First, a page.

The large agrarian conflicts as mentioned above are due to the expansion of large scale investments in Indonesia, in line with government policy to develop massive infrastructure to boost economic growth. The AHRC’s documentation of land grabbing has revealed the inevitable violation of other rights, including torture, violence and deprivation of liberty. The forced eviction of 502 local residents of Bukit Duri indicates the brutal pattern of forced eviction and land grabbing in Indonesia. The police in that instance also attacked a lawyer present, who was trying to explain to the police that the community had just submitted a lawsuit in the administration court. Recently, the court decided that the forced eviction was illegal.

Discrimination and freedom of religion

The AHRC notes that discrimination and violations of the right to freedom of religion remain serious problems in Indonesia. The major perpetrators are intolerant groups such as Islamic Defenders Front (FPI) and other groups promoting intolerance against minority religion groups. Cases of discrimination against Indonesia’s Ahmadiyya congregation continue, as the government takes no steps to protect minority groups. The government failed to settle religious conflict targeting the Shia community in Sampang Madura, as a result of which for more than five years, the Shia community have been living in a public camp. Similarly, the Amhadiyya congregation remains living in the public building in Lombok, West Nusa Tenggara province, because the government failed to find a solution for them.

Freedom of opinion and peaceful assembly

Anti-communist elements in Indonesia have significantly attacked peoples’ rights to freedom of opinion and peaceful assembly. On numerous occasions, these mobs have attacked and forcibly dispersed public events such as movie screenings, workshops, and seminars, accusing them of propagating communist ideology. One key such incident occurred in September 2017, when human rights groups organized a series of discussions about history and past human rights abuses in the Jakarta Legal Aid building. The discussion mainly focused on seeking the truth of the 1965-1966 massacres. The anti-communist mob forcibly entered the building, tried to pull down the fence, threw stones at the building and broke windows. Approximately 1,000 protesters surrounded the building.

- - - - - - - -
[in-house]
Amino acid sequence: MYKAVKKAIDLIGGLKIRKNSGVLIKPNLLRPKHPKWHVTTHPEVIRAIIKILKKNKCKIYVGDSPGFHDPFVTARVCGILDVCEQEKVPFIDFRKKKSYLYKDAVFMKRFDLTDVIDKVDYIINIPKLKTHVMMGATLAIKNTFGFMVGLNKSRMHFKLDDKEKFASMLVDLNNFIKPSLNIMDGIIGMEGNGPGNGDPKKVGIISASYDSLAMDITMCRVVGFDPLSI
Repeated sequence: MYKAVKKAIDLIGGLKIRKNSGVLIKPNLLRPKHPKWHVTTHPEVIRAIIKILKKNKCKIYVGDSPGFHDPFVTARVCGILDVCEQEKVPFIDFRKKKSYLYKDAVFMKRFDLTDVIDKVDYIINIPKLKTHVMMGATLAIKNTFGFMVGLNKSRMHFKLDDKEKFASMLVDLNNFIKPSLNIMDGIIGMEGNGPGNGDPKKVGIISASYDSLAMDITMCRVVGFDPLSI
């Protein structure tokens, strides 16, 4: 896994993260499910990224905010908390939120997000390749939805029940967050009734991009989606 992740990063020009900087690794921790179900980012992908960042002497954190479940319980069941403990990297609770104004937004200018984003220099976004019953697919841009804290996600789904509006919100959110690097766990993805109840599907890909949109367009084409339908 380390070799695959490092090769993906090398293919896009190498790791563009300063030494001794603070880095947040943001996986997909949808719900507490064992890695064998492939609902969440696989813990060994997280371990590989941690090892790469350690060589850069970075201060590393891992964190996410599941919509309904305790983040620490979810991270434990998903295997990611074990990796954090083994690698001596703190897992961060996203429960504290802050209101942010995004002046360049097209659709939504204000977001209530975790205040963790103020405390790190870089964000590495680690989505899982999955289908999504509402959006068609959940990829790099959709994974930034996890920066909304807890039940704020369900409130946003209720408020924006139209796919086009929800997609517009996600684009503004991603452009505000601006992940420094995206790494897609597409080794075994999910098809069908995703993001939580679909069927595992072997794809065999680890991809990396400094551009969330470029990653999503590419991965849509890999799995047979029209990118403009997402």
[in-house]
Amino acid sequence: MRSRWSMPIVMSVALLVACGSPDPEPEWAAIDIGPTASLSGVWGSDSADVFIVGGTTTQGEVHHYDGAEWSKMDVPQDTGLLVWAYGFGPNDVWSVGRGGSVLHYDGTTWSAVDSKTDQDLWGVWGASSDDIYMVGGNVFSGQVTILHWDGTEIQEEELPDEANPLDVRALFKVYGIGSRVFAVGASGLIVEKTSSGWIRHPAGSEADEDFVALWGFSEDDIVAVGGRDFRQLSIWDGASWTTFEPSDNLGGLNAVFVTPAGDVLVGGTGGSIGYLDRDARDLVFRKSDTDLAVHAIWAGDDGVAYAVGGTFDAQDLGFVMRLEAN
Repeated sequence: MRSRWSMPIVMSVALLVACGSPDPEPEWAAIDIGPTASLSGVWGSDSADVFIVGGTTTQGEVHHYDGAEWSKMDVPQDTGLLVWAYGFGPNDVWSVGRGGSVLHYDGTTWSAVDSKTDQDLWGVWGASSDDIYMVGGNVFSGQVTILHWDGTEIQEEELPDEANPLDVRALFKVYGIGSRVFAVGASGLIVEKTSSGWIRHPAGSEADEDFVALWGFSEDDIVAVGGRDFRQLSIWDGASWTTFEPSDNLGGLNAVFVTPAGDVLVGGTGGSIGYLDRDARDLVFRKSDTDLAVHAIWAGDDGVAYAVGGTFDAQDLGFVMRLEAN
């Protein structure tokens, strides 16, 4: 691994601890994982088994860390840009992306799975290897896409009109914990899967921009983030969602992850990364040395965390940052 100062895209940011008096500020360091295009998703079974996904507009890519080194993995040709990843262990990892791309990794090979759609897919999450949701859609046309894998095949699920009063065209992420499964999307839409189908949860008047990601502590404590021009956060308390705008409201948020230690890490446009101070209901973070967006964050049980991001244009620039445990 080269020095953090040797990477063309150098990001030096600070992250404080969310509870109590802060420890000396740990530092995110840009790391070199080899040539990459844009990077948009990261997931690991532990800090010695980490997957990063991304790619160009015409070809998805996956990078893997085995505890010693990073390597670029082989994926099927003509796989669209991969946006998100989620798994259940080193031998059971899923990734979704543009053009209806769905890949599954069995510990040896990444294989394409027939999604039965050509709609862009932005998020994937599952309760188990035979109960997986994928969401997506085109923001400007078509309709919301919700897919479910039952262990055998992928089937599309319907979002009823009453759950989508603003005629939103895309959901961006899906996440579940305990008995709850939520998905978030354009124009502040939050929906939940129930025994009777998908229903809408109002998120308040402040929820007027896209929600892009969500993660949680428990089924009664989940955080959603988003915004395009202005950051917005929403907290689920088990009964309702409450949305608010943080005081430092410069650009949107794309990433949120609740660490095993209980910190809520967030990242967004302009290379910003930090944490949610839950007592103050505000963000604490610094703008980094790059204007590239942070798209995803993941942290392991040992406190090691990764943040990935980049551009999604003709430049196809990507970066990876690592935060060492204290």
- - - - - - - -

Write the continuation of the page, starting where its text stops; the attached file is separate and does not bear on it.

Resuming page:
Besides anti-communist elements, the AHRC also documented several instances of the police violating the right to freedom of opinion and assembly. Recently, police brutally attacked journalists in Banten province and Papua. Earlier in October, the police forcibly dispersed peaceful protesters demanding the protection of the environment in Slamet mountain.

Taking into account the above mentioned human rights concerns, the AHRC calls on the government of Indonesia to seriously evaluate its policy related to the protection and fulfilment of human rights, as there is a clear gap between rights promotion and rights fulfilment. Despite the government having issued some important documents to accelerate human rights implementation in Indonesia, for instance the Presidential Regulation No. 75 of 2015 on Human Rights Action Plan 2015-2019 and the National Mid-Term Development Plan (RPJMN) 2015-2019, these documents have yet to bring any contribution to the realization of human rights.

The government should also work towards enhancing the professionalism of the police, military and civil service police unit, all of which are frequently involved in rights violations. The government should also seriously reform the criminal justice system, to ensure that the system is able to efficiently enforce the rule of law, which in turn will address human rights protection. All legal and justice reform must be in line with international standards.

[1] Indonesian human rights organization working on research and policy advocacy on national legal system